By Nageshwar Patnaik in Bhubaneswar, November 17, 2020: Governments worldwide have been announcing stimulus packages to boost the economy in the aftermath of the COVID-19 pandemic outbreak. India is no exception with the Narendra Modi government announcing third tranche of the Atmanirbhar Bharat package last week with a focus on agriculture, exports, housing, infrastructure, manufacturing, the labour market, social welfare and stressed sectors.

With the third tranche, the total stimulus announced by the Modi Government and RBI till date is pegged at Rs 29.87 lakh crore, this works out to a significant 15% of national Gross Domestic Product (GDP). Unveiling the Rs 2.65 lakh crore package last week, Finance Minister Nirmala Sitharaman in particular has made an attempt to boost employment generation in the formal sector. The package is significant as it has focused very much on incentivizing new employment through a slew of measures in both the formal and informal sectors of the economy.

The country does not have labour force data covering the period Q-4, 2019 to Q-2, 2020. However, the Periodic Labour Force Survey of the government (PLFS), released by the Ministry of Statistics and Programme Implementation (MoSPI) 2017–2018 estimates that 77.1% of employment in India is non-regular—either self-employed or casual workers. There is a further 13.7% in regular but unprotected jobs.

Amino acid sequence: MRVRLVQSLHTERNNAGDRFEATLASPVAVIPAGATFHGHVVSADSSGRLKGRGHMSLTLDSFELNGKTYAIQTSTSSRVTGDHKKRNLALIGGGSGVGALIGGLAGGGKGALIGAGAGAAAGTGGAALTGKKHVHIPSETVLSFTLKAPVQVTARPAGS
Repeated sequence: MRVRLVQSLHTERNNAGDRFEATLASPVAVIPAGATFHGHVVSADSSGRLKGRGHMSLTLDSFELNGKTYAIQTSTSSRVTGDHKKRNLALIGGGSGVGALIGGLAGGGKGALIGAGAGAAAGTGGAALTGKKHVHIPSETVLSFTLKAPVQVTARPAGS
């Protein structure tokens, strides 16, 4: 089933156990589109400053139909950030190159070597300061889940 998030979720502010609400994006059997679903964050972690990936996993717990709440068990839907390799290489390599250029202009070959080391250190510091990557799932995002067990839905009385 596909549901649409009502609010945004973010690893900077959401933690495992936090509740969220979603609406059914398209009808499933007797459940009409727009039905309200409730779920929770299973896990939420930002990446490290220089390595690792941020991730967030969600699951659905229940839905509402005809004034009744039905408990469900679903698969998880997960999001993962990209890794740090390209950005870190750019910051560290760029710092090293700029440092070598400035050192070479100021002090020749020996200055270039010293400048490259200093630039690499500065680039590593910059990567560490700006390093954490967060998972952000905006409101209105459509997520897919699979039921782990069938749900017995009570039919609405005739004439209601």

When applying 2020 UN population estimate to the above proportion, it suggests that between 364 and 473 million workers are said to have been adversely affected by the long lockdown in the country. Keeping this in mind, the Finance Minister through the third package focused greatly on incentivising new employment through a slew of measures in both the formal and informal sectors of the economy.

The new scheme of ‘Atmanirbhar Bharat Rozgar Yojana’ is a bold move to facilitate new employment opportunities and under the maiden scheme, new employees under the Employees’ Provident Fund Organisation (EPFO)-registered organisations will enjoy benefits, including subsidy support by way of EPF contributions. The scheme is expected to cover 65% of employees and 95% of establishments in the formal sector.

Besides, the additional outlay of Rs10,000 crore under the Prime Minister Garib Kalyan Yojana is expected to boost rural employment in the informal sector and encourage the growth of the rural economy. An attempt also has been made to create jobs through the infrastructure and housing incentives and spending, including 7.8 million through the PM Awas Yojana.

Employment generation in any economy primarily hinges upon the performance of the economy. Even before the pandemic, Indian economy was facing a slowdown with GDP growth rate at 4.18 percent for FY20, lowest in the last 10 years. The lockdown led to a negative GDP growth rate of 23.9 per cent in Q1. As per the recent estimates of RBI, GDP growth rate for Q2 would be at minus 8.6 percent, pushing the economy to a recessionary phase.